Corrosion and bioactivity evaluation of nanocomposite PCL-forsterite coating applied on 316L stainless steel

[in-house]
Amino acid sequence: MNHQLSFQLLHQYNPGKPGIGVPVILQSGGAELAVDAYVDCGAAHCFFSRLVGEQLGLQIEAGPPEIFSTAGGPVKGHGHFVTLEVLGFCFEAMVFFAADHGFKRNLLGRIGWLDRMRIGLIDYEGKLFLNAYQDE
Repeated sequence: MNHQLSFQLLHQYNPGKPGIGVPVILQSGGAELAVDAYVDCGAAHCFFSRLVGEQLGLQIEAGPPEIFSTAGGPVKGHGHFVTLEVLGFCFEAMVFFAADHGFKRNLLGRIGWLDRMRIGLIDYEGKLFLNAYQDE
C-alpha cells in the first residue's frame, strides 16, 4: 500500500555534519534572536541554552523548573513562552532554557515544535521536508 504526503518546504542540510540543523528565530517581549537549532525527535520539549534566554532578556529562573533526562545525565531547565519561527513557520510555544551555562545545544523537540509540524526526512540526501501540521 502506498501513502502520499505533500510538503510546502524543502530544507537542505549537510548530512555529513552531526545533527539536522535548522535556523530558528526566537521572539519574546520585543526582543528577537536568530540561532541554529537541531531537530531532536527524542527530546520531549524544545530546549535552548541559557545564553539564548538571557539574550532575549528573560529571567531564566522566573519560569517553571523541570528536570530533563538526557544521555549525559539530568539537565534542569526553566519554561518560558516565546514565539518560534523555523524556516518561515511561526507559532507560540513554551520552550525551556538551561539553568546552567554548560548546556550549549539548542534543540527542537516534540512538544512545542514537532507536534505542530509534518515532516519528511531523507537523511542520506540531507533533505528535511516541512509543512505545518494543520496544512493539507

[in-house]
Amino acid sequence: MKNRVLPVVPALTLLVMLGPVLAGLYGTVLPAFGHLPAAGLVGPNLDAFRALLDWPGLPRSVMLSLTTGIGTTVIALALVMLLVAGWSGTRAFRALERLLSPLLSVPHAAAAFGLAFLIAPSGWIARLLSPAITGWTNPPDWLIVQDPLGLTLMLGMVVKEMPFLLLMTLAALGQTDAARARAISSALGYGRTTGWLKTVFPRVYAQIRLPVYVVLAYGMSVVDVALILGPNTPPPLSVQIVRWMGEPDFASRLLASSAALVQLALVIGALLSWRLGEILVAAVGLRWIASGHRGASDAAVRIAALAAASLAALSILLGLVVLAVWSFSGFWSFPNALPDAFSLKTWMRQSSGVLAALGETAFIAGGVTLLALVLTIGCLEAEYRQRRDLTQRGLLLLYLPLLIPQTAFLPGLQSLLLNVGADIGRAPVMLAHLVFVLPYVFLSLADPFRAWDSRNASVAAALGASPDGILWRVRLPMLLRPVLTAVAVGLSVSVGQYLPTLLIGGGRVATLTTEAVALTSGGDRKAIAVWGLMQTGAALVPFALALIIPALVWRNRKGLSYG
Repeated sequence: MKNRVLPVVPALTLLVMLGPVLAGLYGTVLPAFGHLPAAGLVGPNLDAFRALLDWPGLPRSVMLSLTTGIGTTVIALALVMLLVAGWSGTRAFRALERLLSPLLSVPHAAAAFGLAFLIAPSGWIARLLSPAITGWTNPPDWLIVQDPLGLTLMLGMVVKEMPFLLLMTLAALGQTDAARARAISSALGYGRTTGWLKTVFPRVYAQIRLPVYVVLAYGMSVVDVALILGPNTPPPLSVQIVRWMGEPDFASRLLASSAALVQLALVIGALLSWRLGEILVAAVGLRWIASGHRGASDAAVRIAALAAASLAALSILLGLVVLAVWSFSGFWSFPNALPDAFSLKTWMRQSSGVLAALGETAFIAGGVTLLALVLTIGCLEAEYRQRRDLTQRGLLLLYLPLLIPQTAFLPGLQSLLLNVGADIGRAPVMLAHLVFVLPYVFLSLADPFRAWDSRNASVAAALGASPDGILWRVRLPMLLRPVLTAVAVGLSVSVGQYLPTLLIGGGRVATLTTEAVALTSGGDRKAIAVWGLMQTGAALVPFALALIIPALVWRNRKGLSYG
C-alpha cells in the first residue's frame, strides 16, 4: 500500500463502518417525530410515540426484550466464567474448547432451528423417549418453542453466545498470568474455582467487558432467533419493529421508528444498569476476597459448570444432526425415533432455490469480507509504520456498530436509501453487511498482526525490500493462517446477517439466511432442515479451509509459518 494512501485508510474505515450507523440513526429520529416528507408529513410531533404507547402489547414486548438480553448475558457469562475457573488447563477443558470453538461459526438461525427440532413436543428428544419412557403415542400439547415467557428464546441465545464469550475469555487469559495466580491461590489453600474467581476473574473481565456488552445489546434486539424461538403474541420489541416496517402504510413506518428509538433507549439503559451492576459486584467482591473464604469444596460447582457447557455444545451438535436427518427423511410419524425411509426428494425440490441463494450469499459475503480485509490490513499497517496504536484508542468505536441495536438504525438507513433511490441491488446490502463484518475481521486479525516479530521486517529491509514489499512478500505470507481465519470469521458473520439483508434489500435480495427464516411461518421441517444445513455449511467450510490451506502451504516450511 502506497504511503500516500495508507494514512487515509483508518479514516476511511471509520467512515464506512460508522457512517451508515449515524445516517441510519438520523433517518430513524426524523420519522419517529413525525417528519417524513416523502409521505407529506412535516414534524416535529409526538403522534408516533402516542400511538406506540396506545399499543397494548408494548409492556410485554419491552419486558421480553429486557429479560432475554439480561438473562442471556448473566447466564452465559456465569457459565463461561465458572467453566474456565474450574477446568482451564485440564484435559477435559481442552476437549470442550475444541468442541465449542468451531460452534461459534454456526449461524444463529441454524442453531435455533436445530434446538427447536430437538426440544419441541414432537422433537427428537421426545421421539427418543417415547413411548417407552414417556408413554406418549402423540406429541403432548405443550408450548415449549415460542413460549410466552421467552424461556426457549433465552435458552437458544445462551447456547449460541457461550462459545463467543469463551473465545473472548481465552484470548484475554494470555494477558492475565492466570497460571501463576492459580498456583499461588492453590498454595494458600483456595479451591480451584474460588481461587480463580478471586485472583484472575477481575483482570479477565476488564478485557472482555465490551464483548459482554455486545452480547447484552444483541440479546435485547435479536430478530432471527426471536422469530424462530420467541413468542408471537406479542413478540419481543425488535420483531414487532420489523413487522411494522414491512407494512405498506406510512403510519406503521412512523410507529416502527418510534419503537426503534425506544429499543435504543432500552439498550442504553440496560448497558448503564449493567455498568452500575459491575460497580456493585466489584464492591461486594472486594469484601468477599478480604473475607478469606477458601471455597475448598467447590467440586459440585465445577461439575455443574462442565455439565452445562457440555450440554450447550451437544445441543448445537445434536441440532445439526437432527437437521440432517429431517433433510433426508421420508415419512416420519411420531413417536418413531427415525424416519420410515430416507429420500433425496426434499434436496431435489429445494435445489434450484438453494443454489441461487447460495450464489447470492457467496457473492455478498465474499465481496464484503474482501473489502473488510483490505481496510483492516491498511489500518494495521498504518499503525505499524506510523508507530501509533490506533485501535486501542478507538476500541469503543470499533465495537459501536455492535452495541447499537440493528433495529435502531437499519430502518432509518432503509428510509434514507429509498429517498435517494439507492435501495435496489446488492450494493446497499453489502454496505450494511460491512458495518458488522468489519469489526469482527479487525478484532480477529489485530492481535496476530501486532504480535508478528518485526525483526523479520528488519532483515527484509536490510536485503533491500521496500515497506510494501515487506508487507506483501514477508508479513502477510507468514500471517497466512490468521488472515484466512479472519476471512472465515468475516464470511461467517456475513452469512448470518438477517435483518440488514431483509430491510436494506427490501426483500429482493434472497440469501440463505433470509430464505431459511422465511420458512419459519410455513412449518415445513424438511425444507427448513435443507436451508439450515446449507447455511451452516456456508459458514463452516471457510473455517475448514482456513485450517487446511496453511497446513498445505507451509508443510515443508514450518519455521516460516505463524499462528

The weak corrosion resistance is the main drawback of 316L stainless steel (316 LSS) as implant materials for biomedical applications. Therefore, surface modification of 316 LSS with various coating techniques, which could simultaneously improve the corrosion resistance, biocompatibility and bioactivity is necessary. The present study was aimed to design a novel nanocomposite poly(ε-caprolactone) (PCL)-forsterite (Mg2SiO4) coating on 316 LSS using dip-coating technique to improve bioactivity and corrosion resistance. Furthermore, the effects of various concentrations of forsterite nanopowder (0, 1, 2.5 and 5 wt.%) on the morphology, contact angle, roughness, in vitro bioactivity and corrosion resistance were investigated. Results confirmed the successful formation of crack-free nanocomposite coating on 316 LSS. Moreover, in vitro bioactivity of the nanocomposite coatings demonstrated enhanced Ca-P precipitation on the surface of samples with increasing forsterite content. The corrosion evaluation considered by potentiodynamic polarization and electrochemical impedance spectroscopy (EIS) demonstrated thatwhile PCL and PCL-forsterite nanocomposites coatings showed improved corrosion resistance compared to 316 LSS, nanocomposite coatings consisting of 1 wt.% forsterite nanopowder exhibited superior resistance to corrosion attack than pristine PCL, and were able to survive severe localized corrosion in physiological solution. It is envisioned that the proposed nanocomposite can be useful for orthopedic applications in the future.